Guardians of the Galaxy 2 is another fun loving, entertaining piece of cinema that follows on greatly from its original.
The story of the guardians continues, with Starlord (Chris Pratt), Gamora (Zoe Saldana), Drax (Dave Bautista), Groot (Vin Diesel) and Rocket (Bradley Cooper) working together in some sort of harmony, battling to keep evil from residing in different galaxies. James Gunn is back to direct, having written both the first and second installments of this new Marvel favourite. The opening scene begins with the same humour that the closing scene of the first film entails, with baby Groot dancing to another 80’s classic, which gives off a feel good vibe for the viewers.
This journey focuses more on Starlord’s/Peter Quill’s background and where he really came from, something that was never really addressed in the first installment. A number of storylines wrap into one, while Starlord finds out who his father is and who he truly is as a person, rivalry continues between Gamora and her sister Nebula, a chronic villain determined to tarnish and kill her sibling due to a pain inflicting past that only she was the victim of. Nebula takes it as far as travelling across the galaxy to seek her revenge, taking down and imprisoning some of our favourite guardians in the process.
Running alongside this, Yondu, a lovable blue thief, returns with his deadly flying arrow that can be controlled by a whistle but he is however, disowned by his coven for breaking numerous codes, leaving him at a loose end, not knowing where to turn, when unsuspectingly, he finds solace in Rocket, the genetically mutated reject who sparks more anger and aggression in this film compared to the last, most of it aimed towards Starlord which we later find out is linked to an ongoing build up of jealousy.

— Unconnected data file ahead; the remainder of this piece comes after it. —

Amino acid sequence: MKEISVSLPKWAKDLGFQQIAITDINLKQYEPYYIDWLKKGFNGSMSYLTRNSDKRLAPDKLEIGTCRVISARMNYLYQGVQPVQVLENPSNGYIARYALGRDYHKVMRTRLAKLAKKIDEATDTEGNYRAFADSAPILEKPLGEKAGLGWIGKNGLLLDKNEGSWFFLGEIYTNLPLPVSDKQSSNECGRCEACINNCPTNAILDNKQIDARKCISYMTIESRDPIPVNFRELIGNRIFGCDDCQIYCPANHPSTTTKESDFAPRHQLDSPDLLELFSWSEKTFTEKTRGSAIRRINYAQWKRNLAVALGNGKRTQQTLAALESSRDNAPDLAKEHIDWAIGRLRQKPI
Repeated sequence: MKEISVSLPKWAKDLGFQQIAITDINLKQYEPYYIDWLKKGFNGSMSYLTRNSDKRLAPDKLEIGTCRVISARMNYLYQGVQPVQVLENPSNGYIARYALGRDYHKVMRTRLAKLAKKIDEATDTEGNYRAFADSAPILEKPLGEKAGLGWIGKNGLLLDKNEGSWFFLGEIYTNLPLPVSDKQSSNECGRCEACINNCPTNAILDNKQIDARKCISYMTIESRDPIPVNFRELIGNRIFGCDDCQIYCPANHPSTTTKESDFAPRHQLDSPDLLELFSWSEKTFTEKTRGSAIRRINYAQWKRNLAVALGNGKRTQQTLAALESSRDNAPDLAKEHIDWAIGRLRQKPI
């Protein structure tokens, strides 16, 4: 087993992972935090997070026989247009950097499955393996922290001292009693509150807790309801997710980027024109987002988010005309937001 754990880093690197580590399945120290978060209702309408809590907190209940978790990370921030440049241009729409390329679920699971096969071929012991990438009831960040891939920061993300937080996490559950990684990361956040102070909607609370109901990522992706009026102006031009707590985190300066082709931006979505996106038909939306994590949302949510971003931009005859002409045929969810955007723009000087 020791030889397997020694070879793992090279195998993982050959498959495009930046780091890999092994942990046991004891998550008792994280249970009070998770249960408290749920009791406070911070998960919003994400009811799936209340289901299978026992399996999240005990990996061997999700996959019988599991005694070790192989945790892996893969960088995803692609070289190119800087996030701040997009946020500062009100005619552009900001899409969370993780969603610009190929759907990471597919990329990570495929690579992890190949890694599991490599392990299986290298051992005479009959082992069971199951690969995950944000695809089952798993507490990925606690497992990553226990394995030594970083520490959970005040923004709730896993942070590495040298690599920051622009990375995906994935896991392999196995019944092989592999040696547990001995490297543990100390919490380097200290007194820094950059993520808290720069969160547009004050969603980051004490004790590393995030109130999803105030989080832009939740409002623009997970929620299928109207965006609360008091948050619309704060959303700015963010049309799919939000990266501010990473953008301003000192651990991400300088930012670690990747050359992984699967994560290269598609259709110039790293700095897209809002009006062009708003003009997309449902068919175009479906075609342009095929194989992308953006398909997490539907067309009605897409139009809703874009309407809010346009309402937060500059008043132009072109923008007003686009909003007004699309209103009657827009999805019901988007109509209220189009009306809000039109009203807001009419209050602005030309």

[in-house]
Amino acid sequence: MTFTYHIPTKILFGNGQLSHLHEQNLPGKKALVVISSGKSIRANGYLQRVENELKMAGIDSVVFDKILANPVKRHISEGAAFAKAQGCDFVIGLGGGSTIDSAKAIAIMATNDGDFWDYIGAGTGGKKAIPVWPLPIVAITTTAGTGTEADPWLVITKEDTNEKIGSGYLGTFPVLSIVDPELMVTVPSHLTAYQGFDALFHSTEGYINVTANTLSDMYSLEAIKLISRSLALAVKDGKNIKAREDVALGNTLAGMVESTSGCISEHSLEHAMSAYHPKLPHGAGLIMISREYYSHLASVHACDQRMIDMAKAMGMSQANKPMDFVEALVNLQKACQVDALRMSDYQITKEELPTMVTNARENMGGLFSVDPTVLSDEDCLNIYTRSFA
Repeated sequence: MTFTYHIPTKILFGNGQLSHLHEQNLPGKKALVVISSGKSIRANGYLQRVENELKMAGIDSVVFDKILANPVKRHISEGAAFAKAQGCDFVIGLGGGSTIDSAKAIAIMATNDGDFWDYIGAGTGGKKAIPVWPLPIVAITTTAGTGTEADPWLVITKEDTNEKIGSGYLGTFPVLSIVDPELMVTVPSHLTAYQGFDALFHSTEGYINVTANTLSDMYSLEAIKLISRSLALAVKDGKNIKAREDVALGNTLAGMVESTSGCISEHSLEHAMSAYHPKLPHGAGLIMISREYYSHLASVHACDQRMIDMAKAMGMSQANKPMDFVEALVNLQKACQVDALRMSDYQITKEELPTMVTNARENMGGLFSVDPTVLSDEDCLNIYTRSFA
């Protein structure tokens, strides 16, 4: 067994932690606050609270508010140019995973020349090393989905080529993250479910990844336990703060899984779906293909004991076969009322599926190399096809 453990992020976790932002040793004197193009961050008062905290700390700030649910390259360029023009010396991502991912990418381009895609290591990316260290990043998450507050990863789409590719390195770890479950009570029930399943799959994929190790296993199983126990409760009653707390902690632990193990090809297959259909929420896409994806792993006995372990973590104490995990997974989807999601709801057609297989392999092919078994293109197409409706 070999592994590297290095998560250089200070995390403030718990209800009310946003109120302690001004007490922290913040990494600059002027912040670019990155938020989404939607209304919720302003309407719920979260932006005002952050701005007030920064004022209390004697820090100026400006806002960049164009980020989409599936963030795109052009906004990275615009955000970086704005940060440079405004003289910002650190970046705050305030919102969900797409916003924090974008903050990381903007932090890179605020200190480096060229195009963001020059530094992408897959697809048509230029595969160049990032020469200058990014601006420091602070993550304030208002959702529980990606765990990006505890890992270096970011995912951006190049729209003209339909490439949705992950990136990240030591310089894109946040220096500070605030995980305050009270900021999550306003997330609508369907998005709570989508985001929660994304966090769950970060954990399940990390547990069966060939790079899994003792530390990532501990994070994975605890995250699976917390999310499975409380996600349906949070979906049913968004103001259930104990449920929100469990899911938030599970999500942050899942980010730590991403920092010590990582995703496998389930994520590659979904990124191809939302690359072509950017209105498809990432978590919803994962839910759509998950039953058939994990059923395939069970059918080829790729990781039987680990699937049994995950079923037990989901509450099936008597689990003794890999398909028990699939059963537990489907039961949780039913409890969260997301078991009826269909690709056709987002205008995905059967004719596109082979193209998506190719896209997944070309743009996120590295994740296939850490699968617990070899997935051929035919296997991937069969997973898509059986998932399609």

The same type of humour and stylised visuals is used, which is refreshing as the feeling the last film gave could have easily been lost and caught up in previous successes. The subtle adult humour is enough for comprehending adults to have a sneaky giggle while younger audiences innocently continue watching the Tom and Jerry-esque antics.
The CGI throughout the film is questionable in terms of how realistic it is, but it raises the argument that it isn’t supposed to look realistic. It’s supposed to be exaggerated, almost cartoon like or like a baby has gone wild with crayons but that is the style it has established and one it must stick to, which it does greatly but almost too fondly. Every scene seems to be enriched with garish amounts of colour which at times is nauseating and makes the viewer wonder how boring it must be for an actor to film non-stop in front of a green screen, as that is what appears to have happened. Despite this, compliments go to Gunn for his creativity and originality on the sets, creatures and other beings that are featured. Even though some are outrageous and emulate those found in Star Wars, it’s still refreshing to see animatronics, prosthetics and good old make-up used to create weird and wonderful species when so many films are resorting to lazy CGI.
All of the storylines come together when Ego (Kurt Russell), Starlord’s father, admits he is intrinsically obsessed with the idea of taking over each and every planet by making them his own genetically. This is the reason he has seeked out Starlord, hoping he will have carried the same genetics and power which could aid him in Universal domination. Shocking revelations spill, turning Starlord, the softest and most compassionate of the guardians, into a frenzy of anger.
Despite the humour and slightly more censored language, this film doesn’t fail at creating tear jerking moments with real heartfelt emotion that engulfs the viewer.
The film as a whole is funny, fun-loving and attractive for a number of audiences, drawing in lovers of sci-fi and fantasy while injecting a shot of compassion and relatability with its inclusion of characters that numerous people can associate with. Starlord, the compassionate and outgoing one wanting to be known. Gamora, the all-empowering female with sense and faultless intuition. Drax, the seemingly autistic giant whose honesty has no reins. Rocket, the wild and reckless comedian seeking to feel love and finally Groot, the cute and courageous one who says nothing but “I am Groot” through out the film but is still understandable.
This is a thoroughly enjoyable film that will appeal to children and thrill seeking adults, as well as those wanting a bit of an adrenaline rush. With it’s epic star battles, gun fights and intergalactic exploration, it’s not something that’ll disappoint.